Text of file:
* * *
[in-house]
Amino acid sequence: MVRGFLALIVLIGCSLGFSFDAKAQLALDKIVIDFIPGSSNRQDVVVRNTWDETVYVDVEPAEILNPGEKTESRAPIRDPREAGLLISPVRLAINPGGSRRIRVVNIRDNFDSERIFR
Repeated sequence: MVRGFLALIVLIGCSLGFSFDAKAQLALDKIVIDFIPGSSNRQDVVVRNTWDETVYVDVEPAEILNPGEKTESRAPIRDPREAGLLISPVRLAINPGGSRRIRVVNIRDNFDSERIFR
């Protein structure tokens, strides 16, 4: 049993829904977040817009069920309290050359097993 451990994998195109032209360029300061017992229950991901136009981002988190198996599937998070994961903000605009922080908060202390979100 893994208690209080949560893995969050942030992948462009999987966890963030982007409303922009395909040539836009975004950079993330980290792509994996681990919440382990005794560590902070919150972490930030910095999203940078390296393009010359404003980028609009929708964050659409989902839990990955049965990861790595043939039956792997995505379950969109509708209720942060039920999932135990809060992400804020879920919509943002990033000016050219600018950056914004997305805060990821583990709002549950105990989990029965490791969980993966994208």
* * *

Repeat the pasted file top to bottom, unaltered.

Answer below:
[in-house]
Amino acid sequence: MVRGFLALIVLIGCSLGFSFDAKAQLALDKIVIDFIPGSSNRQDVVVRNTWDETVYVDVEPAEILNPGEKTESRAPIRDPREAGLLISPVRLAINPGGSRRIRVVNIRDNFDSERIFR
Repeated sequence: MVRGFLALIVLIGCSLGFSFDAKAQLALDKIVIDFIPGSSNRQDVVVRNTWDETVYVDVEPAEILNPGEKTESRAPIRDPREAGLLISPVRLAINPGGSRRIRVVNIRDNFDSERIFR
């Protein structure tokens, strides 16, 4: 049993829904977040817009069920309290050359097993 451990994998195109032209360029300061017992229950991901136009981002988190198996599937998070994961903000605009922080908060202390979100 893994208690209080949560893995969050942030992948462009999987966890963030982007409303922009395909040539836009975004950079993330980290792509994996681990919440382990005794560590902070919150972490930030910095999203940078390296393009010359404003980028609009929708964050659409989902839990990955049965990861790595043939039956792997995505379950969109509708209720942060039920999932135990809060992400804020879920919509943002990033000016050219600018950056914004997305805060990821583990709002549950105990989990029965490791969980993966994208």